Hyperdimension Neptunia: Producing Perfection Review

By Shawn Collier on June 23, 2014

Compile Hearts' Hyperdimension Neptunia series has had its fair share of stereotypes and innuendo-laden jokes in the past, but there's usually a balance between those segments and the actual narrative to stop it from being too much. As with most long-running game series, there is bound to be a spin-off or two. Enter Hyperdimension Neptunia PP --- an Idolmaster-like spin-off that has the Neptunia heroines performing as pop sensations.

Like most of the Neptunia games, it starts off with an amusing idea: a suspicious idol group named "MOB48" (a play on the real-life "AKB48" idol group in Japan) has usurped the CPU (Console Patron Unit) goddesses and taken away their "shares" (the people of the Gameindustri). To fight back, they have to become idols themselves and win back the love of the people of the Gameindustri. Your role in all this is to act as a producer for one of the 3 CPUs. Whatever one you choose is entirely up to you.

Although the game is mainly about the CPUs acting as pop idols, concert performances take a bit of a backseat role and the gameplay mainly focuses on your role as a "Producer". Your primary objective is to help train your selected idol before she performs in the concerts. "Working" increases your fanbase, "lessons" increase your stats, "relaxing" decreases your stress, "moving" lets you move between the different countries in Gameindustri, and finally the "concert" option for performing concerts. The idea is to keep your idol's stress down enough to perform successfully before the 180-day time limit has passed, with that being said though, it seems pretty hard to exceed this limit. In my experience it took about 3-4 hours to do so, a little less than half the limit.

The actual concerts are a bit lackluster, sadly. You only get to choose the stage, outfits/accessories and the camera movements during their performance. You're supposed to get more points for how you move the camera around, but in my experience moving the camera around wildly was a better option. The outfits don't even seem to be a factor in the score either, outside of the titillating factor you can get from them. All in all, this part of the game feels incredibly shallow and a bit lewd. There's also only five songs to choose from, so you'll end up playing through the same songs before long.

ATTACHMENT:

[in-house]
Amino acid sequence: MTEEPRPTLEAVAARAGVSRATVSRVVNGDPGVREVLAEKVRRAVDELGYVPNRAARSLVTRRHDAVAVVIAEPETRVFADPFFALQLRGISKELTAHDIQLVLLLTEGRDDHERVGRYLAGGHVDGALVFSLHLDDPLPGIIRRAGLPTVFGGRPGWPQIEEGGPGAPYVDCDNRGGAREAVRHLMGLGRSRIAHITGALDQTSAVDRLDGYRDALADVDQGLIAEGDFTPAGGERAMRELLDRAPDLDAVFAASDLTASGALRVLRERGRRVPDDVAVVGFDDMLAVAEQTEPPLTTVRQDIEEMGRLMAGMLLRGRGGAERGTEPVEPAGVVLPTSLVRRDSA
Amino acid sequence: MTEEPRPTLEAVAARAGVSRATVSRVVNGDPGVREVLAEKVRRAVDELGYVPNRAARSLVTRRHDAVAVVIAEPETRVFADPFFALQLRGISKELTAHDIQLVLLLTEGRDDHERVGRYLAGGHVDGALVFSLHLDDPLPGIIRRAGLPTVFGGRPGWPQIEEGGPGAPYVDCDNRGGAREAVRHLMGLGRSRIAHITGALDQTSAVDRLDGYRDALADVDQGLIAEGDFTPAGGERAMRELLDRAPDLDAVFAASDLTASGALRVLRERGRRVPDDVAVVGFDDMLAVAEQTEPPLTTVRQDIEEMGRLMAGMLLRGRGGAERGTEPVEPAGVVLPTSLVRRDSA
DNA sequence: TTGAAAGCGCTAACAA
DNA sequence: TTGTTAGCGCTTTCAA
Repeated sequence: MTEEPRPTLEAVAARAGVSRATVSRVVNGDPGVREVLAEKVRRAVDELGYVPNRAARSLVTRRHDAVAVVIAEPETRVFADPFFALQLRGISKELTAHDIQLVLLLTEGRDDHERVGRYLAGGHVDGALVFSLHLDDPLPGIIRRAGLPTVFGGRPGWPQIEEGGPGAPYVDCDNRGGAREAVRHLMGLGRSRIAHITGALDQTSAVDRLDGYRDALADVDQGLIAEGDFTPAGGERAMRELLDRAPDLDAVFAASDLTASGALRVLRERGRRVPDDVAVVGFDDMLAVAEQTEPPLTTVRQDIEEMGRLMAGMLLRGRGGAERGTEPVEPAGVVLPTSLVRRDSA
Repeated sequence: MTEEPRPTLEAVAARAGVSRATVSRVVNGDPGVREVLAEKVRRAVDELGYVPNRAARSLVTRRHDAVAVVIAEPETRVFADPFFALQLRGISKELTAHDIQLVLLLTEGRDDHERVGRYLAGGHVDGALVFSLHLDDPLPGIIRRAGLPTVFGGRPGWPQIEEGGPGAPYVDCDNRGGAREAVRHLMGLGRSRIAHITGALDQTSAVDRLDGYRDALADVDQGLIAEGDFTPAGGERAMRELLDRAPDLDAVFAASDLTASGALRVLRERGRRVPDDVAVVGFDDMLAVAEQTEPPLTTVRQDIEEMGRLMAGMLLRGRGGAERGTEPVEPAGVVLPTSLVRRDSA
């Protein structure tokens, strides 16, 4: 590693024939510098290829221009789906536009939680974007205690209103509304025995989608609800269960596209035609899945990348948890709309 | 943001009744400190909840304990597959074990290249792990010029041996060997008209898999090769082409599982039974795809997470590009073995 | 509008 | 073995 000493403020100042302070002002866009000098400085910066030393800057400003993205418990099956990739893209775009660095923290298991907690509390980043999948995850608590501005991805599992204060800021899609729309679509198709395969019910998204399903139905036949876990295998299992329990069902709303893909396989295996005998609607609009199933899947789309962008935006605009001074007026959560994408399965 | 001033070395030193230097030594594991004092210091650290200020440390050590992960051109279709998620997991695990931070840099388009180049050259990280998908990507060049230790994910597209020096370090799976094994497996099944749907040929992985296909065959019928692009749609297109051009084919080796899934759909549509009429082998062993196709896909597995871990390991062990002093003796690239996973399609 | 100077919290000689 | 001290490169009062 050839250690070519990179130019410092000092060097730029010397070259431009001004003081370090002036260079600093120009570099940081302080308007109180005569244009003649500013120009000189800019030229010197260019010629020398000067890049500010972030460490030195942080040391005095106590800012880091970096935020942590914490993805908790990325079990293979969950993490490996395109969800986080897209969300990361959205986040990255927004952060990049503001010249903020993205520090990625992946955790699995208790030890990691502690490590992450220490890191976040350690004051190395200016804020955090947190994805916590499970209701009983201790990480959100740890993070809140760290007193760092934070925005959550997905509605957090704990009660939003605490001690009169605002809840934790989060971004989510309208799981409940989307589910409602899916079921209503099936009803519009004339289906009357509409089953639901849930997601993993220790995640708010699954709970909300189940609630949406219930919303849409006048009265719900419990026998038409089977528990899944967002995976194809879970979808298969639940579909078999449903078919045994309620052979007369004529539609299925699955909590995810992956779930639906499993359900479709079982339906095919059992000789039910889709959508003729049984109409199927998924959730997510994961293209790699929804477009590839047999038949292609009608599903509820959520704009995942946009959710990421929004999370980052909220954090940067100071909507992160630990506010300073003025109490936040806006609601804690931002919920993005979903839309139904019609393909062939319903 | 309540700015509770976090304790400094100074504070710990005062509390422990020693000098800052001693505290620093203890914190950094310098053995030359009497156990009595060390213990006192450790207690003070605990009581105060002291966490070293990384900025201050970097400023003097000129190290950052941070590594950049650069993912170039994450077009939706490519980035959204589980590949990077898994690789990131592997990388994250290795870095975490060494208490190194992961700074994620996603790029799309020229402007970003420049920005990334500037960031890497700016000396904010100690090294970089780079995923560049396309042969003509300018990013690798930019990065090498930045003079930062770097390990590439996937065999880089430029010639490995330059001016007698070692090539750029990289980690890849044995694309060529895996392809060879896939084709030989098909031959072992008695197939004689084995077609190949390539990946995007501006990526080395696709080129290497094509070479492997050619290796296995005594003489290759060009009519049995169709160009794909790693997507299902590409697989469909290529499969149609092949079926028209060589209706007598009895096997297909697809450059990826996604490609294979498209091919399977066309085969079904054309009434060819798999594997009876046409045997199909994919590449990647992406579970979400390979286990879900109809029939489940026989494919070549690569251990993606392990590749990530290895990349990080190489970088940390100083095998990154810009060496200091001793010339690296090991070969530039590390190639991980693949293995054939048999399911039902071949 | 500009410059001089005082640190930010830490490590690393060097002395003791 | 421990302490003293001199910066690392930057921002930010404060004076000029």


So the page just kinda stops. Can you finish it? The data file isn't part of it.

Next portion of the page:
Even a large portion of the dialog in the game panders to this stereotype. Past Neptunia games had a decent balance between the stereotypes and the real meat of the storyline --- PP goes full-hog into the former. I lost count the number of times "Vert's rack" or the various harem jokes were brought up. It's like that hot springs scene from Victory repeated endlessly, growing tiring after the first couple times it is brought up. It's objectifying and condescending at the same time. It's sad that the game farmed the dialog out to the degree that it did because the rest of the non-lewd dialogue was well written.

To add insult to injury, there's even a viewer mode where you can use the Vita's touch controls to touch various parts of each idol's body, complete with sound effects upon doing so. You can even make one of the idol's your alarm clock if you wish. Some of the other parts of the game were a bit lewd at times, but this mode in particular takes the cake.

Final Thoughts

Although the series is not shy of throwing around a few dirty jokes here and there, Hyperdimension Neptunia PP is a very disappointing chapter in the series as it overuses these lewd comments and rude gameplay elements as its main punchline. The women feel more like objects to fondle than people, playing home an eerie real-world parallel. I'm not exactly sure what the game ended up producing in the end, but it wasn't good.

The artwork and animation in the visual novel-like scenes are well drawn.
Outside of the lewd instances, the rest of the dialogue is well written.
People who enjoy the game's more controversial elements won't be disappointed.
The “Viewer” mode comes across as incredibly distasteful.
Once you’ve seen the bulk of the content, repeating it over and over again becomes tedious.
Mechanics seem broken in terms of the scoring system.
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